Poland striker Robert Lewandowski believes that Euro 2012 will have a long-term positive effect on his country.
The co-host nation has spent more than 20 billion euros on tournament preparations, ranging from the construction of new stadiums to airport and railway renovation.
And Lewandowski feels the return on these investments will be reaped for years to come.
“The fans will see that Poland is a country to come back to,” he told Goal.com.
“In addition to the new stadiums and improved infrastructure, Poland has done a lot.”
With the advent of Euro 2012, Poland has welcomed business developments in its main cities, particularly in the form of several world-class hotels.
Lewandowski anticipates that these improvements will leave a pleasant impression in the minds of visitors.
“Many fans from all over Europe will experience that there have been a lot more changes than just in organisation. The thousands of fans will see that Poland is a great country,” he said.
Poland anticipates as many as one million visitors during the month of June, and revenue on the order of 200 million euros. Experts have projected that tourism – and with it, gross domestic product – will steadily increase over the next eight years.
Lewandowski is particularly enamoured with the development of Poland’s stadia, which he feels stand in an elite class.
“These stadiums are undoubtedly among the most beautiful in Europe,” he said. “I do not think they are the most expensive, but we can be proud of them. This is one of the many examples of great changes that have happened in Poland in recent times.”
Warsaw’s National Stadium, Wroclaw’s Municipal Stadium, and the PGE Arena in Gdansk were all constructed for Euro 2012, while Poznan’s Municipal Stadium underwent 180m euros worth of renovations ahead of the tournament. In total, Poland spent over one billion euros to create the venues that will be used at Euro 2012.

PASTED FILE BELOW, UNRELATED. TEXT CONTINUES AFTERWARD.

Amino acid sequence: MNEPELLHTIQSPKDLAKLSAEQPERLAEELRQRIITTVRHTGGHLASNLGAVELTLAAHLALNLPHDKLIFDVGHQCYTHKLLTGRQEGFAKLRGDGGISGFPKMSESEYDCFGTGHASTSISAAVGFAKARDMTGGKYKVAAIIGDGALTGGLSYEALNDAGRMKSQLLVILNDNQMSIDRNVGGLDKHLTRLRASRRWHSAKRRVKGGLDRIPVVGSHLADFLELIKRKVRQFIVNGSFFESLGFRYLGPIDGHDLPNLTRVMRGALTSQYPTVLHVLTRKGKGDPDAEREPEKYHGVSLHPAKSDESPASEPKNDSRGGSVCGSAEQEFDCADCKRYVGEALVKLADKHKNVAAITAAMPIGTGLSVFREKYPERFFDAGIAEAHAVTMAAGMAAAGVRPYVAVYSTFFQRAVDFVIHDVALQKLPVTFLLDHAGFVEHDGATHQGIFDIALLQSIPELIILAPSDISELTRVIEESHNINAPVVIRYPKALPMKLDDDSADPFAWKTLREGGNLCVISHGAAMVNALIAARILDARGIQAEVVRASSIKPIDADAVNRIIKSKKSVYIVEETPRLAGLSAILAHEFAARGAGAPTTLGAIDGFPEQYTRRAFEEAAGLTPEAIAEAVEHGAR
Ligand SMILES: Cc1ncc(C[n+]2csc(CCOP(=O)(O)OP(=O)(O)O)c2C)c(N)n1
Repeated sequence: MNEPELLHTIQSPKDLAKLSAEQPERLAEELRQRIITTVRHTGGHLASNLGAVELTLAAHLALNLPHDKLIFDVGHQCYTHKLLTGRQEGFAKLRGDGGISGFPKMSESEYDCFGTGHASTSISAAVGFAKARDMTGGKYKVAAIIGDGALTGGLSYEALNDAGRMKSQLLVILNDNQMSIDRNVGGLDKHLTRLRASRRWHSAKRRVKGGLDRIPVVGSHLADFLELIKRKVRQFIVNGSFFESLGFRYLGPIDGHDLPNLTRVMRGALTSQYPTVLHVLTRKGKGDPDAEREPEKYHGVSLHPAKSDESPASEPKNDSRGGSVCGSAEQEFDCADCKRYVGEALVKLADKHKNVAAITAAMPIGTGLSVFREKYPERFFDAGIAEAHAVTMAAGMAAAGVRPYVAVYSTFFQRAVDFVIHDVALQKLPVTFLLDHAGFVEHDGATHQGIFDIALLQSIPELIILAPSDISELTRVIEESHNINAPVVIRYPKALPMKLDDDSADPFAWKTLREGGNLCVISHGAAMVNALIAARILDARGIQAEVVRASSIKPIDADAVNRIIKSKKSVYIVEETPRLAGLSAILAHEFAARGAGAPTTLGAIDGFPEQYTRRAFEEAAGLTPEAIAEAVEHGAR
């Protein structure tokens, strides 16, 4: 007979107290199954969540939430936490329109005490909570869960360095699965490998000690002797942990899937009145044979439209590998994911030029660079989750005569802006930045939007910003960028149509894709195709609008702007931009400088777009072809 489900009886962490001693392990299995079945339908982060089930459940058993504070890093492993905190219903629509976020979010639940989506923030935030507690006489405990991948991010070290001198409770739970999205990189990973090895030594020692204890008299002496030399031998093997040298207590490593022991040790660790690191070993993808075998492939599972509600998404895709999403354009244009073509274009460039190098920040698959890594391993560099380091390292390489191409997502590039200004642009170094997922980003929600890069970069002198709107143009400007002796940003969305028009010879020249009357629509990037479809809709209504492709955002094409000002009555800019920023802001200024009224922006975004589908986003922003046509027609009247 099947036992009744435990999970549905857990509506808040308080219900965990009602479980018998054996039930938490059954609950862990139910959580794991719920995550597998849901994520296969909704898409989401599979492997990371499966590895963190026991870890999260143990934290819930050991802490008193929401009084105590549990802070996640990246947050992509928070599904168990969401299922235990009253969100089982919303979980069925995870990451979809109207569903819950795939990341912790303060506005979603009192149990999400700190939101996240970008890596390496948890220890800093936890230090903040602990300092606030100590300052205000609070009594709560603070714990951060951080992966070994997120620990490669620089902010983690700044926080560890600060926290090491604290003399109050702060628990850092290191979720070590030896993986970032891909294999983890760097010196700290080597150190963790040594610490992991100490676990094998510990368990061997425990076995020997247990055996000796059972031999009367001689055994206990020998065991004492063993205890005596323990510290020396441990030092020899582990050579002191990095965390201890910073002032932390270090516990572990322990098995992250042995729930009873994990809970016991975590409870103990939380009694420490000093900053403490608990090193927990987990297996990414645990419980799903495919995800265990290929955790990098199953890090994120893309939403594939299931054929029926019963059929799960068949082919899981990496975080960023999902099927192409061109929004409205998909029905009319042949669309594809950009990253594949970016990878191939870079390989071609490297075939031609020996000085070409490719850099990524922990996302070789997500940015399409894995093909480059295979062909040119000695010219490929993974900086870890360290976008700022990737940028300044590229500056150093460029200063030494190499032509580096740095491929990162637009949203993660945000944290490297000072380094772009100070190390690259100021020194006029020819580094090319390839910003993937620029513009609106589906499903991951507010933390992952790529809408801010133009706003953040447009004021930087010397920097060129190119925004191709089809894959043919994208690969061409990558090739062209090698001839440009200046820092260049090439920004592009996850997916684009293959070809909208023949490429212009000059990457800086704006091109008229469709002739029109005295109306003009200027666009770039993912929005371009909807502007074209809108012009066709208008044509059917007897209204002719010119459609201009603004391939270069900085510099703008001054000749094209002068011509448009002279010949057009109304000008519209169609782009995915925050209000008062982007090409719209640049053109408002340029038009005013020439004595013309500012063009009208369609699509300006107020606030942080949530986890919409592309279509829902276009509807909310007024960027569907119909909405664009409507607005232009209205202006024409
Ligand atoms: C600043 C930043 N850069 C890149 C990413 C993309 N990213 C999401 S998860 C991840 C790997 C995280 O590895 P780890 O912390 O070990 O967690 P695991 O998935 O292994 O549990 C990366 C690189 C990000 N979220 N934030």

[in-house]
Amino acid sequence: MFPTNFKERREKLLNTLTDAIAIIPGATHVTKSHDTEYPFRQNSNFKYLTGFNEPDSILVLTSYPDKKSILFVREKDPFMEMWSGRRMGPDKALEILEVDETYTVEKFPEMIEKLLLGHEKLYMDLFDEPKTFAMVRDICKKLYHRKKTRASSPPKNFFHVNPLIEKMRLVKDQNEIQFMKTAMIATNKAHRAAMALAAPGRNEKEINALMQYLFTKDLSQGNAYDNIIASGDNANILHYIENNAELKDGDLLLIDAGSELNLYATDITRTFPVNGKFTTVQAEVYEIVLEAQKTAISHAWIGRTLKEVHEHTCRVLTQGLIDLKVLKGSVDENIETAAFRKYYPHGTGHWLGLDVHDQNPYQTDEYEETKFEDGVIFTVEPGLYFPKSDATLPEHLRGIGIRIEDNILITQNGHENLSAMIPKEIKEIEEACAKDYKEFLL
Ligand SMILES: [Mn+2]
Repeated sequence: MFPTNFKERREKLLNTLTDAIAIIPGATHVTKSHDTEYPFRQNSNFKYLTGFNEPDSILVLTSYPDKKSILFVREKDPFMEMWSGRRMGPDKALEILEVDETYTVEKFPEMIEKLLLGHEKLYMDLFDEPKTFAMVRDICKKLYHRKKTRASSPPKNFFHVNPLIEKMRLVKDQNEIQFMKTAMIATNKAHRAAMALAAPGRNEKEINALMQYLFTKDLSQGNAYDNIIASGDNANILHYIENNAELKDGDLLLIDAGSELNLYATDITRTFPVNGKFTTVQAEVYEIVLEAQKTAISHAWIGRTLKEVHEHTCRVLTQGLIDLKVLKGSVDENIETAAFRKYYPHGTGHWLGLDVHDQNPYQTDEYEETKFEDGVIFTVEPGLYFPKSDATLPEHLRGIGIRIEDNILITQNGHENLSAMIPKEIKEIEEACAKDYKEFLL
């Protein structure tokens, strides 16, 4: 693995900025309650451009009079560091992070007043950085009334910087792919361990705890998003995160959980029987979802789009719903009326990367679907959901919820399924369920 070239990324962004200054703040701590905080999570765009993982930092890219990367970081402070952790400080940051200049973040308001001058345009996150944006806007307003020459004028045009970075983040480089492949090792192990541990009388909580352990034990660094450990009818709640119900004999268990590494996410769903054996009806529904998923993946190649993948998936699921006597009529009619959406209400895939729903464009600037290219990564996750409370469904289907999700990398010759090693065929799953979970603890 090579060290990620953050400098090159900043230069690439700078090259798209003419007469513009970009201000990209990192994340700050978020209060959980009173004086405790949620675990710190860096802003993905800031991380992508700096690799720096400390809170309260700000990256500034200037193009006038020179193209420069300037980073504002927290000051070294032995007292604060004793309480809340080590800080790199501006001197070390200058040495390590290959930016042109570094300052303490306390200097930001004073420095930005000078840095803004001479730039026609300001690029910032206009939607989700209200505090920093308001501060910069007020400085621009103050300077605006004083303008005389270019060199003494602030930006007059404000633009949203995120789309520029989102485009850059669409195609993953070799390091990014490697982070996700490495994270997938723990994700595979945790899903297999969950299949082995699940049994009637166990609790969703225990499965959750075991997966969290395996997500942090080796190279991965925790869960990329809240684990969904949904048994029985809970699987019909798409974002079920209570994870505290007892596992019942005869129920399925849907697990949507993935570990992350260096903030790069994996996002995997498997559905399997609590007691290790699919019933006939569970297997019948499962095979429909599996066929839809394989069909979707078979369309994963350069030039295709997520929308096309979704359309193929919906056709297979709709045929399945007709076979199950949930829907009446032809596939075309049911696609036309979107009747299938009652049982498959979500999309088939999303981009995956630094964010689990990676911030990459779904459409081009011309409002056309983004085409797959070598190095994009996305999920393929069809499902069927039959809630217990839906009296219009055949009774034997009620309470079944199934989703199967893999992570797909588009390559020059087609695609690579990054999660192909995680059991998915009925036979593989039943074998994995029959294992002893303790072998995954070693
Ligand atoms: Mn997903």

The title of co-hosts leaves Poland with quite a responsibility on the pitch. Lewandowski believes that not only for the fans, but for the improvement of the Polish Ekstraklasa, his country must make a good impression at the tournament.
“I do not know if this Euro will have a major impact on the league,” he admitted, before adding: “It is clear that if the Polish national team is playing well, it will also benefit the league.”
Lewandowski asserts that ultimately, the responsibility will rest on Poland’s club teams to propel themselves to international acclaim.
“I think that the teams have to prove themselves on the European stage. This year there had two Polish teams in the group stage of the Europa League – it was something special,” he said.
“I hope that Polish teams can qualify for the Champions League in the next few years and make a surprise, like APOEL from Cyprus did this year.”
The last Polish team to compete in the Champions League was Lodz, in 1998.
Regarding the Polish national team, Lewandowski was much more bullish, and singled out Euro 2012 as the chance for his country to prove itself as a strong footballing nation.
“There are surprises at every European Championship,” he said.
“I hope that this time, Poland will surprise fans and leave them with something they will remember for a long time. We have a team that can play against anyone.”